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Health

The Stressful Conclusion of a Clinical Trial

“What does the drug actually cost?” I finally asked him.“More than $15,000 a month.”“You’re kidding,” I said, wondering how long Medicare and I could afford to plunk down our shares of the jaw-dropping figure.Then, in mid-September, I received happy news. Though Pfizer has a legal right to charge me for the commercially available drug, the company has decided to keep me (as well as the handful of other women in my situation) on the study drug for the time being. I have no clue how long this will be; however, it feels like a dispensation, and I am grateful for it.After I got that news, I asked Pfizer to clarify the company’s policy on continuing to provide beneficial medications to patients, and the response cheered me. Steven Danehy, Pfizer’s director of global media relations, wrote in...

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Health

Experiences With Cancer, Captured in Works of Art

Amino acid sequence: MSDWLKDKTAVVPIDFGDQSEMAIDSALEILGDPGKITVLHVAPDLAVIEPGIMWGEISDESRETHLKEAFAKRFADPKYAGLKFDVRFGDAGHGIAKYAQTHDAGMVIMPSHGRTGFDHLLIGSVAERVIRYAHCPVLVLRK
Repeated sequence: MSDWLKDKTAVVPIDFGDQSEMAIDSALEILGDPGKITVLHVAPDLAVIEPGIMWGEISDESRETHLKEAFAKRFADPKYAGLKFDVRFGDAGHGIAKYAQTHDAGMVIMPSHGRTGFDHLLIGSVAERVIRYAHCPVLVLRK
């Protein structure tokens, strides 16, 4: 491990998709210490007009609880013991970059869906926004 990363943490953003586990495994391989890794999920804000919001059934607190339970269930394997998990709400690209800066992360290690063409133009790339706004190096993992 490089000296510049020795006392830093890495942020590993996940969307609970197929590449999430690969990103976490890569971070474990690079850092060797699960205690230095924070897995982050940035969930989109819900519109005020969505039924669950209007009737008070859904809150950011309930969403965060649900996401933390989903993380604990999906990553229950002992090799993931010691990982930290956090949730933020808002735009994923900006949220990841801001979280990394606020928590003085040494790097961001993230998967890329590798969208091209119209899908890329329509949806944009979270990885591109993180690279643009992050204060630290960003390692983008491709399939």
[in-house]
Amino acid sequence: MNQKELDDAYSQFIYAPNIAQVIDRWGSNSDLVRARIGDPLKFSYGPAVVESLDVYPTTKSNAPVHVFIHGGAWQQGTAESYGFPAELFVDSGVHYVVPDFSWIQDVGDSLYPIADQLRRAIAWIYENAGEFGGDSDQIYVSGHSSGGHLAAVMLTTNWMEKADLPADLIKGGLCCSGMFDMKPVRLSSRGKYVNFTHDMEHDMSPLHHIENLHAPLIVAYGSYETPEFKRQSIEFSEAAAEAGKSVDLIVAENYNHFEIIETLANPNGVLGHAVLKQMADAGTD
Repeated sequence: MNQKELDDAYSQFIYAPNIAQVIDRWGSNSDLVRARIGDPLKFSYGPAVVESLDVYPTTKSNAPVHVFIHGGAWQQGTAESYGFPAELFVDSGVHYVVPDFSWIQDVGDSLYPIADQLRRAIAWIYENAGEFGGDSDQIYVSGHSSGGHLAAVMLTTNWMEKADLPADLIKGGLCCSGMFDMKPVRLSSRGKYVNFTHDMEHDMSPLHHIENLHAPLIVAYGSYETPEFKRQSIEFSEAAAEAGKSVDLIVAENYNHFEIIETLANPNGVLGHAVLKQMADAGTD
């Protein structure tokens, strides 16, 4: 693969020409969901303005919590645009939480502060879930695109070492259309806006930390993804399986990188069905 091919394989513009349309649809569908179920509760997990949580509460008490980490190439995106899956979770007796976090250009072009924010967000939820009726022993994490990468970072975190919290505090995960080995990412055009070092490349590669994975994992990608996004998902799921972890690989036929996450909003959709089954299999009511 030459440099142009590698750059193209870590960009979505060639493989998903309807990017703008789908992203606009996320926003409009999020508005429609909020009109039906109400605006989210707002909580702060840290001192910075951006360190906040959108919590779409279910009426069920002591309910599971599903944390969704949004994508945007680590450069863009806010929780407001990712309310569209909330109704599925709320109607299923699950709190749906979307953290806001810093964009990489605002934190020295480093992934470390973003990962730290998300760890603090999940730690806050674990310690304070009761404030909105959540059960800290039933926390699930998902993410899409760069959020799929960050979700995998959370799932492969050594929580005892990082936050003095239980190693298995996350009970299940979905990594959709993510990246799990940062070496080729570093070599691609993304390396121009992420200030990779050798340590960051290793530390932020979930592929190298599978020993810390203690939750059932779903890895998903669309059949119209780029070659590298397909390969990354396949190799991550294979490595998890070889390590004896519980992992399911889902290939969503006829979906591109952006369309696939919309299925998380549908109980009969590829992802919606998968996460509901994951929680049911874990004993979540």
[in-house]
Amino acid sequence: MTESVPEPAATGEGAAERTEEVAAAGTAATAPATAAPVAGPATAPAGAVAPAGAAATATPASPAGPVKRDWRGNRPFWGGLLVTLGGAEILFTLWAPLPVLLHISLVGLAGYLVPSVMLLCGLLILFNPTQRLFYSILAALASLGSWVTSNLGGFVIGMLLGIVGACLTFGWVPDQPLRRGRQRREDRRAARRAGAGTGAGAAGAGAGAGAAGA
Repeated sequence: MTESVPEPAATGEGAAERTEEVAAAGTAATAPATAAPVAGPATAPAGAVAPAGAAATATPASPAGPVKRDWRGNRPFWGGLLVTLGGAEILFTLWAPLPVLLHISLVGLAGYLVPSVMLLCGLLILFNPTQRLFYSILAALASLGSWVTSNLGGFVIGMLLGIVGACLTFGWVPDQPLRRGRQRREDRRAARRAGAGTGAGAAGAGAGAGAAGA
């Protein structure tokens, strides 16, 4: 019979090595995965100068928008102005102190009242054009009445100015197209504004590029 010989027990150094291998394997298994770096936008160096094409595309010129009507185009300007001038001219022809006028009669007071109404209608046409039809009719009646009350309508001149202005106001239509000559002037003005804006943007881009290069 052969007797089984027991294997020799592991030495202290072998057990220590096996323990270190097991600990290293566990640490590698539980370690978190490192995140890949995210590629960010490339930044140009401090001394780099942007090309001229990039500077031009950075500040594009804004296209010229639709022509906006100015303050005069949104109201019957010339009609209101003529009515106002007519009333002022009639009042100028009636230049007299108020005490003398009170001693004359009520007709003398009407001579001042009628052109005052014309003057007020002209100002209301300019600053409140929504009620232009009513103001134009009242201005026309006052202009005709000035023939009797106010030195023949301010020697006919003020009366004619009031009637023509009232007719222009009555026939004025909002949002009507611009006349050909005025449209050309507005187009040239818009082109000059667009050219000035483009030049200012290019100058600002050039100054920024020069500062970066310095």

As Covid-19 heightens the anxieties of cancer patients, online support groups step up efforts to help by means of social networking. One such group, Twist Out Cancer, sponsors an innovative program called Brushes With Cancer that matches patients with artists who create a unique piece of artwork to capture the experience of their disease.When I first heard about Brushes With Cancer, I was predisposed in its favor because I have witnessed firsthand the transformative capacity of the visual arts. Generally, I forewarn prospective patient-readers about the depressing account of ovarian cancer in my book “Memoir of a Debulked Woman”; however, one stranger’s response elated me. Juliet R. Harrison sent me an art object that made the darkness visible. She had gutted the book — cut into its cov...

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Health

Pandemic Loneliness in Late Life

By the end of June, when my husband landed in the hospital, its administrators had begun allowing one visitor per patient, much to my relief. At 92, Don had fallen and fractured a hip. He would need an operation and then rehab in a facility that responded to the ongoing coronavirus by extending its ban on all visitors. This last prospect filled me with dread.A month earlier, Don’s sister, Mary, had fallen in Chicago and her four daughters — scattered across the States — promptly got into their cars to help her through the subsequent ordeal. But they spent their visits outside a window, displaying the baked goods and flowers they would deliver to a receptionist, miming acts of affection.The pandemic has made isolates of the elderly. We have all read ghastly stories about coronavirus pati...

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